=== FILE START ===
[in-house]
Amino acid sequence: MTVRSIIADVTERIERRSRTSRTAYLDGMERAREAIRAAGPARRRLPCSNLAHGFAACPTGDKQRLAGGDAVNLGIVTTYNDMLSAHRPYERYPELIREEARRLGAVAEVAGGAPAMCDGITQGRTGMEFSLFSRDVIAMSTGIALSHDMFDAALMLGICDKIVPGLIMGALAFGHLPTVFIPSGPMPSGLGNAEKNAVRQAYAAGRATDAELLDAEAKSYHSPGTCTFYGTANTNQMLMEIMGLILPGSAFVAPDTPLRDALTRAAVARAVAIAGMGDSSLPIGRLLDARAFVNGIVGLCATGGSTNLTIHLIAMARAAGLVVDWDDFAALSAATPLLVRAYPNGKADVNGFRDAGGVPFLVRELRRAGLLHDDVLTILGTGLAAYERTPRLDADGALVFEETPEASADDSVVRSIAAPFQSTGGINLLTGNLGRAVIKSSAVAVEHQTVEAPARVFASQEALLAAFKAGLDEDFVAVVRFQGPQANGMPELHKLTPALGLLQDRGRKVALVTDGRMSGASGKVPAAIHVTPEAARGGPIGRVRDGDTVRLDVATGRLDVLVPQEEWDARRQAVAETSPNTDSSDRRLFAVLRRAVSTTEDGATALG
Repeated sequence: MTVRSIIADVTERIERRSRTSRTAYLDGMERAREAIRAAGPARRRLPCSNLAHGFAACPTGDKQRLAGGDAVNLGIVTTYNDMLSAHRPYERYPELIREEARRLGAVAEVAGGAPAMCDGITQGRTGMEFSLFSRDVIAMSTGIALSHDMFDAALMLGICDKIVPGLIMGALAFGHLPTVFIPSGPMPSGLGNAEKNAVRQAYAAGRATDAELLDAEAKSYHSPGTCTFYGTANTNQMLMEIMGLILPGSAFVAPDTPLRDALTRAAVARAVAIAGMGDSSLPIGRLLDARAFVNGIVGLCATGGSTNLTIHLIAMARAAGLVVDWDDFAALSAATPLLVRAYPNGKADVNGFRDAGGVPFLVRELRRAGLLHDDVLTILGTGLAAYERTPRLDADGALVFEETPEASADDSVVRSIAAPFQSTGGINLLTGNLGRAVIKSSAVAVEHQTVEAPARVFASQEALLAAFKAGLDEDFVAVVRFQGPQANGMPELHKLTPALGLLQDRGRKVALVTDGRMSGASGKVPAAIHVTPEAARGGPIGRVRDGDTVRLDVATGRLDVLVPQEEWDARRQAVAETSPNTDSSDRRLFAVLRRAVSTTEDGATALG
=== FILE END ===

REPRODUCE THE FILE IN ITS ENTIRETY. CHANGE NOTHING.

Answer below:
[in-house]
Amino acid sequence: MTVRSIIADVTERIERRSRTSRTAYLDGMERAREAIRAAGPARRRLPCSNLAHGFAACPTGDKQRLAGGDAVNLGIVTTYNDMLSAHRPYERYPELIREEARRLGAVAEVAGGAPAMCDGITQGRTGMEFSLFSRDVIAMSTGIALSHDMFDAALMLGICDKIVPGLIMGALAFGHLPTVFIPSGPMPSGLGNAEKNAVRQAYAAGRATDAELLDAEAKSYHSPGTCTFYGTANTNQMLMEIMGLILPGSAFVAPDTPLRDALTRAAVARAVAIAGMGDSSLPIGRLLDARAFVNGIVGLCATGGSTNLTIHLIAMARAAGLVVDWDDFAALSAATPLLVRAYPNGKADVNGFRDAGGVPFLVRELRRAGLLHDDVLTILGTGLAAYERTPRLDADGALVFEETPEASADDSVVRSIAAPFQSTGGINLLTGNLGRAVIKSSAVAVEHQTVEAPARVFASQEALLAAFKAGLDEDFVAVVRFQGPQANGMPELHKLTPALGLLQDRGRKVALVTDGRMSGASGKVPAAIHVTPEAARGGPIGRVRDGDTVRLDVATGRLDVLVPQEEWDARRQAVAETSPNTDSSDRRLFAVLRRAVSTTEDGATALG
Repeated sequence: MTVRSIIADVTERIERRSRTSRTAYLDGMERAREAIRAAGPARRRLPCSNLAHGFAACPTGDKQRLAGGDAVNLGIVTTYNDMLSAHRPYERYPELIREEARRLGAVAEVAGGAPAMCDGITQGRTGMEFSLFSRDVIAMSTGIALSHDMFDAALMLGICDKIVPGLIMGALAFGHLPTVFIPSGPMPSGLGNAEKNAVRQAYAAGRATDAELLDAEAKSYHSPGTCTFYGTANTNQMLMEIMGLILPGSAFVAPDTPLRDALTRAAVARAVAIAGMGDSSLPIGRLLDARAFVNGIVGLCATGGSTNLTIHLIAMARAAGLVVDWDDFAALSAATPLLVRAYPNGKADVNGFRDAGGVPFLVRELRRAGLLHDDVLTILGTGLAAYERTPRLDADGALVFEETPEASADDSVVRSIAAPFQSTGGINLLTGNLGRAVIKSSAVAVEHQTVEAPARVFASQEALLAAFKAGLDEDFVAVVRFQGPQANGMPELHKLTPALGLLQDRGRKVALVTDGRMSGASGKVPAAIHVTPEAARGGPIGRVRDGDTVRLDVATGRLDVLVPQEEWDARRQAVAETSPNTDSSDRRLFAVLRRAVSTTEDGATALG